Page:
To further enhance heat transfer between the substrate and the floor/ceiling of the transfer cavities 208, 210, the substrate supports 218 may be configured to interfit with the floor and/or ceiling of the transfer cavity. This allows the distance between the substrate and chamber body assembly 160 to be minimized, and in some embodiments, to place the substrate in contact with the chamber body assembly 160 to take full advantage of thermal exchange with the heat transfer fluid running through the passages 224.
Returning again to
An inlet control valve 256 is disposed between the gas source 252 and the inlet port 260 to selectively control the flow of vent gases into the internal volumes 220 of the body assembly 160. The inlet control valve 256 is capable of providing a substantially leak-tight seal under vacuum conditions. In one embodiment, the gas source 252 is configured to control the attributes of the vent gas, such as the flow rate, temperature and/or humidity of the vent gas.
In the embodiment depicted in
In one embodiment, the diffuser 240 is formed in a recess 232 defined in the bottom surface of the plates 204, 298. A cap 244 covers the recess 232 to define a plenum 242 in the plates. A connecting hole 236 fluidly couples the plenum 242 to the vent passage 238. A plurality of apertures 276 are formed through the cap 244 to allow vent gases to flow from the gas source 252 through plenum 242 and into the interior volume 220, as illustrated by arrows 234. Although the diffusers 240 are primarily intended to direct venting gases into the load lock chamber 104, it is contemplated that the diffusers 240 may also be utilized to evacuate the internal volume 220 of the chamber 104.
The exhaust system 254 is generally coupled to at least one exhaust port 262 formed through the chamber body assembly 160. The exhaust system 254 is configured to remove gases from the internal volume 220 of the load lock chamber 104. The exhaust system 254 may include one or more vacuum pumps (not shown) and may be ultimately coupled to the facilities exhaust system (also not shown). For example, the exhaust system 254 may pump out gas from the internal volume 220 to facilitate transfer of the substrate 116 from an ambient environment to a vacuum environment.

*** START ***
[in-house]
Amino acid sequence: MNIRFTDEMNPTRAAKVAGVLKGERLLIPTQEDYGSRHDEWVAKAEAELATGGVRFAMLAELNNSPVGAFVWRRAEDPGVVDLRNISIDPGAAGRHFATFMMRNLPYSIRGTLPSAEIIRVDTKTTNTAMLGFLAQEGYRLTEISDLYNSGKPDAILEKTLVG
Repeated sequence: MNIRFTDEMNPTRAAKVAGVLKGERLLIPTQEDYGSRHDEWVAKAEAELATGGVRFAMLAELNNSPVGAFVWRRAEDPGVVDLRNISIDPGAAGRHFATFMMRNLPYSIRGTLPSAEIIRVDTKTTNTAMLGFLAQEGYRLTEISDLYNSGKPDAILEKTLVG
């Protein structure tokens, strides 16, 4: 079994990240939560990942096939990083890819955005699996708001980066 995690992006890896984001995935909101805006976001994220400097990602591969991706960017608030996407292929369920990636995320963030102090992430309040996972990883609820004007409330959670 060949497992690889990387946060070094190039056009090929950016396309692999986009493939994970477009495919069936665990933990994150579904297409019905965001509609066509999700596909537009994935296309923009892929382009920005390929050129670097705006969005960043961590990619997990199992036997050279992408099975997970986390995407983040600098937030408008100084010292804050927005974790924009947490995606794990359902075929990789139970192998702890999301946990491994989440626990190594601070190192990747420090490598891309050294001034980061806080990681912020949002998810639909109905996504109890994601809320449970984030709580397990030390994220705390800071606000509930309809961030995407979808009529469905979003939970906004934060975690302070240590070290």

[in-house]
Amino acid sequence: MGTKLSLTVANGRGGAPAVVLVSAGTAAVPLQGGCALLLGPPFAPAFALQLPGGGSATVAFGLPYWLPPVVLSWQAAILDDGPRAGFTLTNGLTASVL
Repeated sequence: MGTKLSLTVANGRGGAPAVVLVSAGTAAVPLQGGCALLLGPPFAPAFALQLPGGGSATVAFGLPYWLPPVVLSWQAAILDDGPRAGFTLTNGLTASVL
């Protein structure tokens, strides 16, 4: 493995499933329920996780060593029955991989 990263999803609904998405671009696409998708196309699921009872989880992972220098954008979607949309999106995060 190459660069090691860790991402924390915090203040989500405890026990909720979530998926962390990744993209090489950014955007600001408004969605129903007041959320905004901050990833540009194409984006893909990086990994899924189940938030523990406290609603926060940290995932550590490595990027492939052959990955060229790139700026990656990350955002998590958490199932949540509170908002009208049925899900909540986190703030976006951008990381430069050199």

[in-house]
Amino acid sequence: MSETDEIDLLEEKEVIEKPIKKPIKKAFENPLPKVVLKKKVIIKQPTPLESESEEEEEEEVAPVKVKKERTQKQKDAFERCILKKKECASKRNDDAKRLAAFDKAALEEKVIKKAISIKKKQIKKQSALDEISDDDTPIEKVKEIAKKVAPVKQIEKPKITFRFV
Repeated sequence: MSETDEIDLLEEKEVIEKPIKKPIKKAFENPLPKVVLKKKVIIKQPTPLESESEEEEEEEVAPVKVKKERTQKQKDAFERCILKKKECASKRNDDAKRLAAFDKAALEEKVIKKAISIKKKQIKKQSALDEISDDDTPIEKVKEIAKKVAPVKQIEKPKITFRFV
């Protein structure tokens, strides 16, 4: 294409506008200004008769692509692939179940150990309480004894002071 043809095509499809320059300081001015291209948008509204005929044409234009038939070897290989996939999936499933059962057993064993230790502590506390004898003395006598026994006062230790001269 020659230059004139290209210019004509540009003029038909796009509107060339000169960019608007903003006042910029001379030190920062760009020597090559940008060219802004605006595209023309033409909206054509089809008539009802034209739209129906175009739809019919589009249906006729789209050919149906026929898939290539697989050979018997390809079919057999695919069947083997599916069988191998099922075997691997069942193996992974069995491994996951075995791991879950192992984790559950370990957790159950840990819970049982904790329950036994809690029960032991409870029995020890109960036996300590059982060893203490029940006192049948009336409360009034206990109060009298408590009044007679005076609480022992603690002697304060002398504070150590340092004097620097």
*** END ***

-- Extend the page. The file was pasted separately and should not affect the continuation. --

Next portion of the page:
An exhaust control valve 258 is disposed between the exhaust system 254 and the exhaust port 262 to selectively control the flow of gases exiting the internal volume 220 of the body assembly 160. The exhaust control valve 258 is typically similar to the inlet control valve 256 and is capable of providing a substantially leak-tight seal under vacuum conditions.
A controller 280 is coupled to the load lock chamber 104 to control the operation thereof. The controller 280 includes a central processing unit (CPU) 282, support circuits 286 and memory 284. The CPU 282 may be one of any form of computer processor that can be used in an industrial setting for controlling various chambers and subprocessors. The support circuits 286 are coupled to the CPU 282 for supporting the processor in a conventional manner. These circuits include cache, power supplies, clock circuits, input/output circuitry, subsystems, and the like. The memory 284 is coupled to the CPU 112. The memory 284, or computer-readable medium, may be one or more of readily available memory such as random access memory (RAM), read only memory (ROM), floppy disk, hard disk, or any other form of digital storage, local or remote.
The upper surface of the lamp 1304 and/or tube 1302 may be coated with a reflective material so that the energy generated by the lamp 1304 is directed downward to the substrate to increase heating efficiency. In one embodiment, the coating comprises gold.
The tube 1302 is generally fabricated from a transmissive material suitable to allow radiant heat generated by the lamp 1304 to effectively heat the substrate 116 disposed in the internal volume 220 of the body assembly 160. In one embodiment, the tube 1302 is fabricated from quartz. The diameter and thickness of the tube 1302 is generally selected to prevent collapse due to the pressure differential experiences when the tube 1302 is surrounded by vacuum conditions.
The tube 1302 generally includes an open end 1306 and a closed end 1308. The tube 1302 is disposed through an aperture 1312 formed through a sidewall 1314 of the body 248. The tube 1302 includes a flared flange 1310 defined at the open end 1306. The closed end 1308 generally extends into the interior volume 202 defined in the body assembly 160.
The tube 1302 is coupled to the body assembly 160 by a mounting assembly 1316. The mounting assembly 1318 generally includes a mounting block 1318, a retainer 1320 and a cap 1322. The mounting assembly 1316 generally includes an aperture 1332 through which the closed end 1308 of the tube 1302 extends.